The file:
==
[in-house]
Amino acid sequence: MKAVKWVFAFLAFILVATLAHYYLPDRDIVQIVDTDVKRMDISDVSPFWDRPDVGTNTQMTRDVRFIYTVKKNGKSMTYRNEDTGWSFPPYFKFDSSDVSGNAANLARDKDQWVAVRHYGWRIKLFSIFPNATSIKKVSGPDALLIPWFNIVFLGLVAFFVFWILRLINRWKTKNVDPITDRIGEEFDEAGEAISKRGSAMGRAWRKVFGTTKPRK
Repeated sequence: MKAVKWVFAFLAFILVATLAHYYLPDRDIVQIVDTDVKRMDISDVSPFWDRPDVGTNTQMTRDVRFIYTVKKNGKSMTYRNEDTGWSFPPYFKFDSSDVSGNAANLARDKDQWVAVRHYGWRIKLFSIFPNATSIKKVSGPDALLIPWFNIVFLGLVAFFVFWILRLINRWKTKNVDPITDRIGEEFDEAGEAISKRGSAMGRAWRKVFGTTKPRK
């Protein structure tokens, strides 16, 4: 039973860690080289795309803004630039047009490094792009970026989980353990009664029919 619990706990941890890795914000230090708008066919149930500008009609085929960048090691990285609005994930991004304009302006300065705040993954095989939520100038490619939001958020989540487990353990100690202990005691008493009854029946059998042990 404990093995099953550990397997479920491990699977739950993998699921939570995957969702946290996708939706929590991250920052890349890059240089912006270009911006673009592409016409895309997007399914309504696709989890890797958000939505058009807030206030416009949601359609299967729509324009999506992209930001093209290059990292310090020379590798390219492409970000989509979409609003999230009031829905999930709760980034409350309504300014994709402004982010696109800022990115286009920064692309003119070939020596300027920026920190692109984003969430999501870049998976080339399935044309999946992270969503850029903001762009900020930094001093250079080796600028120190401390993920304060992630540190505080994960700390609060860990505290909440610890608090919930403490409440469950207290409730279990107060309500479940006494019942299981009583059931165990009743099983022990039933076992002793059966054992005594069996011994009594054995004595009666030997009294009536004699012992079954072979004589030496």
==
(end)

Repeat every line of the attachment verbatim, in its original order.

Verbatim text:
[in-house]
Amino acid sequence: MKAVKWVFAFLAFILVATLAHYYLPDRDIVQIVDTDVKRMDISDVSPFWDRPDVGTNTQMTRDVRFIYTVKKNGKSMTYRNEDTGWSFPPYFKFDSSDVSGNAANLARDKDQWVAVRHYGWRIKLFSIFPNATSIKKVSGPDALLIPWFNIVFLGLVAFFVFWILRLINRWKTKNVDPITDRIGEEFDEAGEAISKRGSAMGRAWRKVFGTTKPRK
Repeated sequence: MKAVKWVFAFLAFILVATLAHYYLPDRDIVQIVDTDVKRMDISDVSPFWDRPDVGTNTQMTRDVRFIYTVKKNGKSMTYRNEDTGWSFPPYFKFDSSDVSGNAANLARDKDQWVAVRHYGWRIKLFSIFPNATSIKKVSGPDALLIPWFNIVFLGLVAFFVFWILRLINRWKTKNVDPITDRIGEEFDEAGEAISKRGSAMGRAWRKVFGTTKPRK
């Protein structure tokens, strides 16, 4: 039973860690080289795309803004630039047009490094792009970026989980353990009664029919 619990706990941890890795914000230090708008066919149930500008009609085929960048090691990285609005994930991004304009302006300065705040993954095989939520100038490619939001958020989540487990353990100690202990005691008493009854029946059998042990 404990093995099953550990397997479920491990699977739950993998699921939570995957969702946290996708939706929590991250920052890349890059240089912006270009911006673009592409016409895309997007399914309504696709989890890797958000939505058009807030206030416009949601359609299967729509324009999506992209930001093209290059990292310090020379590798390219492409970000989509979409609003999230009031829905999930709760980034409350309504300014994709402004982010696109800022990115286009920064692309003119070939020596300027920026920190692109984003969430999501870049998976080339399935044309999946992270969503850029903001762009900020930094001093250079080796600028120190401390993920304060992630540190505080994960700390609060860990505290909440610890608090919930403490409440469950207290409730279990107060309500479940006494019942299981009583059931165990009743099983022990039933076992002793059966054992005594069996011994009594054995004595009666030997009294009536004699012992079954072979004589030496």